In The Studio With The Black Keys

Written by November 11th, 2011 at 7:41 am

(PHOTO: Jo McCaughey)

A self-described “studio nerd,” Dan Auerbach owns more vintage gear than his studio can comfortably hold. Even so, he makes good use of it all, playing five different electric guitars on El Camino and keeping every one of his keyboards – from the Mellotron to the Orchestron to the Farfisa organ – wired into the recording console. One flick of a button and the instruments are ready to record.

“That’s the console we used for the album,” he says, pointing to the old Quad Eight that occupies most of the wall between the production booth and the live room. “It was first installed in 1969 at Creative Workshop, which is a classic studio here in Nashville. In 1976 or something, they sold it to some guy in North Carolina. I didn’t know all of that history when I bought it off the Carolina guy, but it turns out it was originally housed just a few blocks from here.”

Hanging on a wall behind the console is a line of vintage guitars. Auerbach’s favorite, a 1950s Harmony Stratotone, can be seen on the back cover of The Big Come Up and heard throughout El Camino. “I’ve had it since before our first record – since before we were the Black Keys, even. It has a humongous neck, like a baseball bat. The DeArmond pickups were made in Toledo, Ohio. The guitar just sounds awesome.”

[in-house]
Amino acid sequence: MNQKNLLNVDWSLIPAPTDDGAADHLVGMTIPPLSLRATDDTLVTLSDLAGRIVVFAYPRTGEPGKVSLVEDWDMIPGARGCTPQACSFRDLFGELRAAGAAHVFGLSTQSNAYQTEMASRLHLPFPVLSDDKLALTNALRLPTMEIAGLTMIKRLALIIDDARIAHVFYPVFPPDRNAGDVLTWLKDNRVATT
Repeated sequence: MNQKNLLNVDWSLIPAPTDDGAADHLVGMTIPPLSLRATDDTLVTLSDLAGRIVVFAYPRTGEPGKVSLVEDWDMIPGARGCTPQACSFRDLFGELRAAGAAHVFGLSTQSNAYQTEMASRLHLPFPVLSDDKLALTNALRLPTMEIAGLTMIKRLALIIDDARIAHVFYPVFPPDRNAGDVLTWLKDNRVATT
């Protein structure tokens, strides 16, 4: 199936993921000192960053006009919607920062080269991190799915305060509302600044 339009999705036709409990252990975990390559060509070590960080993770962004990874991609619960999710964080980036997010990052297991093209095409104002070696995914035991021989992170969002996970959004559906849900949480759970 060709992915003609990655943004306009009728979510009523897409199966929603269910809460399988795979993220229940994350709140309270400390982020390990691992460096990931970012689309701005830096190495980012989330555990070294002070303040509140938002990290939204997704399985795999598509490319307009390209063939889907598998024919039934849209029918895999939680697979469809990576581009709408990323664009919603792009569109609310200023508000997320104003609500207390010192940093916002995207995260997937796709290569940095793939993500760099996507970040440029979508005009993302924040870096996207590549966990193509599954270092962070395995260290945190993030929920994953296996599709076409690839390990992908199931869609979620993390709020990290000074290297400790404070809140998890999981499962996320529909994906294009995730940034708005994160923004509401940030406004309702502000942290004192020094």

Songs like “Sister” also use some acoustic guitar, which Auerbach tracked on his favorite Martin. “My uncles have always played Martins,” he explains. “They’re all bluegrass guys. So when I think of an acoustic guitar, I always think of a Martin, like a D-18 or a D-28.”

In the live room, tucked between a grand piano and a dismantled drum set, is a speaker from Muscle Shoals Sound Studios. “I finally talked the guy into selling it to me on the last day we recorded Brothers there. We had just enough room in the van to take it with us. When we recorded the new album, we’d listen to playback on this speaker. That’s what they’d do at Muscle Shoals, too; they wouldn’t go into the control room because it was so tiny. All the musicians would just stay in the live room and they’d pump the sound out, so you could listen without having to get up.”

Even the bathroom, which has a microphone snaking its way out of the wall, was used for recording. “This is our echo chamber,” Auerbach explains, snapping his fingers to show off the roomy acoustics. “We’d run sound from the control room into here, and then we’d pick it up in the microphone. We recorded vocals and handclaps in here. We’re just making use of all the room we have.”

 

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